We’re grateful to all of our supporters for doing your part to keep your family, friends, and community healthy and safe.
We’re continuing to share stories about our work and our collection online, and on our blog. Our "RTMP From Home" page is the next best thing to visiting in person!
You can stay connected with us on Facebook, Instagram, and Twitter.
We want to keep in touch with you. If you have any questions, or would like to see us post about a particular topic, email us at firstname.lastname@example.org.
Check out our RTMP from Home playlist on YouTube! Weekly behind-the-scenes videos feature staff from the Museum’s Preservation & Research section, speaking about specimens in our collection.
You might also be interested in our popular Speaker Series playlist, where you can watch presentations on research and hot topics in palaeontology by world-renowned scientists.
Online Jigsaw Puzzle
Try your hand at reassembling the skull of a massive theropod! Depicted in the photo: Giganotosaurus skull (cast) in the Royal Tyrrell Museum of Palaeontology collection. This carnivorous dinosaur lived in what is now the Patagonia region of Argentina during the Late Cretaceous.
Looking for a cool background for your next Zoom meeting? Follow the links to download free images of the Royal Tyrrell Museum, our Cretaceous Alberta gallery, the famous Black Beauty T. rex specimen, or a Gorgosaurus in our Dinosaur Hall.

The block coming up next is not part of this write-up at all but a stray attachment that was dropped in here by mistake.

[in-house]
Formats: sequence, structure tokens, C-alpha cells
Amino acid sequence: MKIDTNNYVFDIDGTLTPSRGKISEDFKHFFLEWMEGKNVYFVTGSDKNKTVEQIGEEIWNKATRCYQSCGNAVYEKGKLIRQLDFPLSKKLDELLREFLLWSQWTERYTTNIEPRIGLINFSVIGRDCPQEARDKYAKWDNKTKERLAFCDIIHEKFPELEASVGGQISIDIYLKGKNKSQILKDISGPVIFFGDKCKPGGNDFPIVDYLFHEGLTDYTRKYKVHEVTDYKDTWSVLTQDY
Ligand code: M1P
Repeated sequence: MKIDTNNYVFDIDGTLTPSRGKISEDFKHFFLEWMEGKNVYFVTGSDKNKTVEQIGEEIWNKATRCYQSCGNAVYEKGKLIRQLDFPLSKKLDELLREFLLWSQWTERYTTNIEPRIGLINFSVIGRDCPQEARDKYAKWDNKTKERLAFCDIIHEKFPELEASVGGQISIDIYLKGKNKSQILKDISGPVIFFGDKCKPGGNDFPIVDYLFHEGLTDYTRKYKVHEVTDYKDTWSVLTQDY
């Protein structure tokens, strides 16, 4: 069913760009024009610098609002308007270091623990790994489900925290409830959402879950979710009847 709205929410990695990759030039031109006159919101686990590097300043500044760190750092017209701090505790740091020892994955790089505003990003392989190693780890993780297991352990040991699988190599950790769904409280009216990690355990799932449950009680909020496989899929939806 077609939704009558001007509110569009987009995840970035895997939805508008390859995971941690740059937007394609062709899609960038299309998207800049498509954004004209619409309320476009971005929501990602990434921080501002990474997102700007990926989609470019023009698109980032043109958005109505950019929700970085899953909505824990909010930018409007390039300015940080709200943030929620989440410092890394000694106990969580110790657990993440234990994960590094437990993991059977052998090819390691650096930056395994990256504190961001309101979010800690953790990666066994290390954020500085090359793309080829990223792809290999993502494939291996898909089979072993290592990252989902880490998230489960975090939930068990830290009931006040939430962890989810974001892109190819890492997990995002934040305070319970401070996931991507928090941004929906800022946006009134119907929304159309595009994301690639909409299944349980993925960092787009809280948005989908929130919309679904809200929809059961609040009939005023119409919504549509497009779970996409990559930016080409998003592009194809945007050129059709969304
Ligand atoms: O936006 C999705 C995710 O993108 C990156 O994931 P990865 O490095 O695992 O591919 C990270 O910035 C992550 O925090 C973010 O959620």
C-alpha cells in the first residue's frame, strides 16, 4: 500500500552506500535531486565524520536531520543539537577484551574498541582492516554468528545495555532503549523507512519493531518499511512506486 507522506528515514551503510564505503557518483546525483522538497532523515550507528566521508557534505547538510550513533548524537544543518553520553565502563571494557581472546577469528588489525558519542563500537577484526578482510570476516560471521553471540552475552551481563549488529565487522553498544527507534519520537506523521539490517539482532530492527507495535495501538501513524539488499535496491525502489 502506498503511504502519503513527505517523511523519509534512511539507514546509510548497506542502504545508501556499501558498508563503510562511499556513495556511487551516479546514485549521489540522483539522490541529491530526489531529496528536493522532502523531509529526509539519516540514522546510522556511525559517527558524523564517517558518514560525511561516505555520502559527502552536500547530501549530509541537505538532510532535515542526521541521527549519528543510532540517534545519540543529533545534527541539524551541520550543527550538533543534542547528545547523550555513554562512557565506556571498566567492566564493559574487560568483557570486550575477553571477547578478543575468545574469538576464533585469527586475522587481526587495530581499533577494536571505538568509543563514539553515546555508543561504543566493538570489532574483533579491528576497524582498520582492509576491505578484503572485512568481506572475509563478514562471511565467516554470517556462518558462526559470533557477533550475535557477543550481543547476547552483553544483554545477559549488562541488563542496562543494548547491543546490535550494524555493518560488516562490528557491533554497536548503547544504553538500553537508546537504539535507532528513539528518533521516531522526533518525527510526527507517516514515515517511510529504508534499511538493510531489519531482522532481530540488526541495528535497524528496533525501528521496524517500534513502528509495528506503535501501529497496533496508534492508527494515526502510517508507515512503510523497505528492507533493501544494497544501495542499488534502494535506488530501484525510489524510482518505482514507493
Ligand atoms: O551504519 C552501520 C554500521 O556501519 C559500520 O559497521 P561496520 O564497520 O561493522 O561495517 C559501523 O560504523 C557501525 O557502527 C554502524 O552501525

To apply your new background on your desktop Zoom app, follow the steps below. To apply the background on mobile devices, refer to Zoom’s official guidelines.
- Choose your preferred background below and click on the image to download and save to your computer.
- Open your Zoom app, log in to your account, and navigate to your account settings.
- Select “Virtual Background” and then choose the “+” icon to add your desired image as a background option.
Want to download awesome palaeo-themed colouring pages? Follow the links for printable pictures of creatures that lived in Alberta, Canada tens of millions of years ago.
Check out our Virtual Tours YouTube playlist to explore some of the Museum’s exhibits. These videos let you see selected specimens on display while enjoying the quiet solitude of empty galleries!
It’s also possible to do a virtual tour of the Museum in Google Maps using street view.